Czech arms companies appear to have fallen on hard times. But the promise of increased defense spending at home and abroad and the fact that companies appear to be circumventing a law aimed at squeezing out the arms middlemen gives them cause to hope for more bountiful bottom lines.
‘To give arms to all men who offer an honest price for them, without respect of persons or principles…’ Those words spoken by arms dealer Andrew Undershaft in George Bernard Shaw’s play Major Barbara, which made its debut just over a century ago, could sum up an ideal world for the so-called defense industry today. But the business is not quite so simple.
Armed conflicts and tension can obviously boost the business but global unrest can also make conditions for the self-respecting arms company more difficult as well. Take the example of well publicized Czech arms company Omnipol, present as a middleman in many major contracts in the country over the last decade and owner of a series of daughter companies straddling the civil and defense sectors.
Just a couple of years ago Omnipol was complaining that the tough Czech regime on export licenses to many of the countries affected by what become known as the ‘Arab Spring’ had ruined its good business prospects in some of those locations. European countries, including some of the biggest such as France and Germany, with a friendlier policy on export licenses for the arms companies were stepping in to meet demand, it added. What impact the more pragmatic Czech foreign policy has had here is not fully clear.
One thing is evident, the blockbuster and scandal tainted Czech contracts, such as the CASA transport planes and Pandur vehicles, that benefitted the likes of Omnipol and rival Czech arms company MPI Group four or five years ago don’t seem to be around for the moment. Omnipol, one of the few Czech arms companies that makes its public annual financial results, had one of its worst years ever in 2013.
The Ministry of Defense coffers have been pretty much exhausted by the past run of spending on previous dubious projects at a time when its budget was one of the biggest targets for government cuts. And the ministry itself was set to shake-up its procurement procedures after ditching in 2011 a strange Czech law that made arms company middlemen such as Omnipol obligatory for army purchases with foreign companies.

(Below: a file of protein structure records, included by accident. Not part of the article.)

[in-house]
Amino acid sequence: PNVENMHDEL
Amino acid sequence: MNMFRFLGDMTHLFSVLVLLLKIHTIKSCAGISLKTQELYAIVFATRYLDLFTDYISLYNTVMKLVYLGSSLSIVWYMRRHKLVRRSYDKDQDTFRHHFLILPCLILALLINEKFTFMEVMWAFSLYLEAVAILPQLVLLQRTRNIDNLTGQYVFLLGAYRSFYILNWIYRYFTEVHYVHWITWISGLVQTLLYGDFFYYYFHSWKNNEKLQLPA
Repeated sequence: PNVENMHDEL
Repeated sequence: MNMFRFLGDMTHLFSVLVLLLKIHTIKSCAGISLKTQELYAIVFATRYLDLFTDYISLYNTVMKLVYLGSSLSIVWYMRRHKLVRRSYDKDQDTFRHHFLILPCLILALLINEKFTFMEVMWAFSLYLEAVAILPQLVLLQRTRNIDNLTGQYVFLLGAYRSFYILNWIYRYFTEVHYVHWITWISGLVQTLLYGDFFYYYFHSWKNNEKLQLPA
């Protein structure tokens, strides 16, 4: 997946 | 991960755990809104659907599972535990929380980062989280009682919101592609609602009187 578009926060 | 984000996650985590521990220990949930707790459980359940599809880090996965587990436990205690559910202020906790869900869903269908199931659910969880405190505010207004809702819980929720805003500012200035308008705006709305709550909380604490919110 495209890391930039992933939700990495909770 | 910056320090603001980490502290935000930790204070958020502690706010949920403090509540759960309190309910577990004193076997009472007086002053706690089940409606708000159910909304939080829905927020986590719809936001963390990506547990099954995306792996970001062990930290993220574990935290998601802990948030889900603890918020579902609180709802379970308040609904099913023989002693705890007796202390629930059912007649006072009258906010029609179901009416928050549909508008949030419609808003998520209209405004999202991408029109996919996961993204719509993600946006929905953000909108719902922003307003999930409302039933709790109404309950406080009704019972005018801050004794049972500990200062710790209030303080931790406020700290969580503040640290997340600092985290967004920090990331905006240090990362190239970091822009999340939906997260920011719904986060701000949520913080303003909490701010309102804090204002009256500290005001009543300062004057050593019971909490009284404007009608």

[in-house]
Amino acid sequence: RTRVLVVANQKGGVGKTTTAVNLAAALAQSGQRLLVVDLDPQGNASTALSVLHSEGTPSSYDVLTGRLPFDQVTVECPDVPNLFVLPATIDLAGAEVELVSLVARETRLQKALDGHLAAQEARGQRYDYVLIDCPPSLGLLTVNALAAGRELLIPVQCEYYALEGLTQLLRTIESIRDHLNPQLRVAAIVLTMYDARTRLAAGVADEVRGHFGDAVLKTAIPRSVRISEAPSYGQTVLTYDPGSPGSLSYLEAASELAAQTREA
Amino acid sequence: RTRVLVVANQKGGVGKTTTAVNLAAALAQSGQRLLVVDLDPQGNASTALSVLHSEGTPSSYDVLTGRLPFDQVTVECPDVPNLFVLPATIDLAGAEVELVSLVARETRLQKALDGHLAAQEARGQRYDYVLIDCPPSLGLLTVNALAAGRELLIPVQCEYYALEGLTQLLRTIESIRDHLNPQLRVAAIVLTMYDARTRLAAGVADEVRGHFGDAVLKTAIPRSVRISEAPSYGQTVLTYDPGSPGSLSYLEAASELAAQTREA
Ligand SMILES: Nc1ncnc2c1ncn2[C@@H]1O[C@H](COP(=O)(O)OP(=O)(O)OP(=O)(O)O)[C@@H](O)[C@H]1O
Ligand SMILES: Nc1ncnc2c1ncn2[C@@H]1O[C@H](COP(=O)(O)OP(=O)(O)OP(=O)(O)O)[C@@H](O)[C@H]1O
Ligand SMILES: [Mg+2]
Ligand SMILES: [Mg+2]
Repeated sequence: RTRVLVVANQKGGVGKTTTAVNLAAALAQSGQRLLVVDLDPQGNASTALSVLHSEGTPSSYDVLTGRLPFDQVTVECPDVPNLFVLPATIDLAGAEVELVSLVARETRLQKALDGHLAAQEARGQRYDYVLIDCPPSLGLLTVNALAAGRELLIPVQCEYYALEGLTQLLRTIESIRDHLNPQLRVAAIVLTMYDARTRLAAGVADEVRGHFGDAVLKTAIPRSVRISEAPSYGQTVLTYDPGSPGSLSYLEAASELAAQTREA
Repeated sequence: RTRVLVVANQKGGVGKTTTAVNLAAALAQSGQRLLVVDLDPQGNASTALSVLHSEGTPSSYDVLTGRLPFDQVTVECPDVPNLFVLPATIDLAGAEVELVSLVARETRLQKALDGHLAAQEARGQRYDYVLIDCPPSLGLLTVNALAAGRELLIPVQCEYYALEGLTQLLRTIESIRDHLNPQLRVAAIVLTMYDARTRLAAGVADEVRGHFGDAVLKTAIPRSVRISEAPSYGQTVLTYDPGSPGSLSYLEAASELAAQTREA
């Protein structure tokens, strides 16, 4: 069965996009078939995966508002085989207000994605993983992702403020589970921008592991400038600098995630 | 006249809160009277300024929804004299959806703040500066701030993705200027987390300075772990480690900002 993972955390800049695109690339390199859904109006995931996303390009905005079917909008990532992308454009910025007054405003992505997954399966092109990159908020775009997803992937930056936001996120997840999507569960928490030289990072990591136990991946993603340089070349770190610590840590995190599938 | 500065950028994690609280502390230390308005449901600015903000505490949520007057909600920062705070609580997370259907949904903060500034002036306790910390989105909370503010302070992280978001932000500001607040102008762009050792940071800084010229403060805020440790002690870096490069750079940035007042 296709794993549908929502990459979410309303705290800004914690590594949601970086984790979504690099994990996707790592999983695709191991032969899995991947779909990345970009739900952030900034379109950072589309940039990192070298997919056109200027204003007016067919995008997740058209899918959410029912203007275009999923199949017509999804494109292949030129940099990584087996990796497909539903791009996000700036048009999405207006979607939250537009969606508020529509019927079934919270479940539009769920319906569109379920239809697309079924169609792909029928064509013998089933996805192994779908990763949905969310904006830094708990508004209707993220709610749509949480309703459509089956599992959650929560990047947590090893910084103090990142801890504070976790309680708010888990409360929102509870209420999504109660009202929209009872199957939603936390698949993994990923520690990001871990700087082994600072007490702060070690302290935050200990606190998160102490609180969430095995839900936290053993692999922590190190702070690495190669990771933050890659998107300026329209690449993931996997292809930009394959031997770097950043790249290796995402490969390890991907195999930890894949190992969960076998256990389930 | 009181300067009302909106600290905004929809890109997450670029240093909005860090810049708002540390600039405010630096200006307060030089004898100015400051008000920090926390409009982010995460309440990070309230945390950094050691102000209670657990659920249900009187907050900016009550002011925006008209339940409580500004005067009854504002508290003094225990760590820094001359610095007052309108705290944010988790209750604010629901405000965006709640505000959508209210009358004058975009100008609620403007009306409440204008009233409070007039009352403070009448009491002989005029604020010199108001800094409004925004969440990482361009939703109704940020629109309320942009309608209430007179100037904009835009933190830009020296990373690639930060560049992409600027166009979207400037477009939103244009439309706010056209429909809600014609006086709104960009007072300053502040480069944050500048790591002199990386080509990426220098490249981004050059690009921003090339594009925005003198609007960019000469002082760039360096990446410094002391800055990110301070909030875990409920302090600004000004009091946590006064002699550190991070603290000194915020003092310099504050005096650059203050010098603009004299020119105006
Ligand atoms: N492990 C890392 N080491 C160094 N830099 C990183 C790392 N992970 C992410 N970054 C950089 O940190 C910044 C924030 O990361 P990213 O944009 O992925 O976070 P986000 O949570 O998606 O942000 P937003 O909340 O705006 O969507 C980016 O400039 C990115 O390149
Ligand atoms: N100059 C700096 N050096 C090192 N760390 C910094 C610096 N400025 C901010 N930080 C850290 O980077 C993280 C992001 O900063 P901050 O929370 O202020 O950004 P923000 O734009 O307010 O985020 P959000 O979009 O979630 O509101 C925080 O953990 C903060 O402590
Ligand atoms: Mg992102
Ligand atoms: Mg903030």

But don’t cry too soon for the arms companies. The current crisis in Ukraine and fact that the Czech army faces a steep upward curve in spending from 2015 just so that it can meet some of its basic NATO obligations means that the good times might once again be around the corner. Prime Minister Bohuslav Sobotka has promised that Czech defense spending will rise again from its rather dismal current level hovering above one percent of Gross Domestic Product (GDP) backs towards the two percent GDP target that the NATO alliance regards as a the respectable level of payment for members of the club.
And there is some other good news as well for the arms companies, the change in the law that was supposed to pave the way for the Ministry of Defense to approach foreign companies directly and get bids for goods and services appears to be being frustrated by the arms companies themselves. Foreign companies have come in several recent instances to the ministry with the message that they won’t make an offer because the business has to go through their Czech contractor or middleman. ‘Sometimes foreign companies are telling us that they want the business to go through the company representing them in the Czech Republic, so the middlemen continue,’ Ministry of Defense spokesman Jan Pejšek told Radio Prague.
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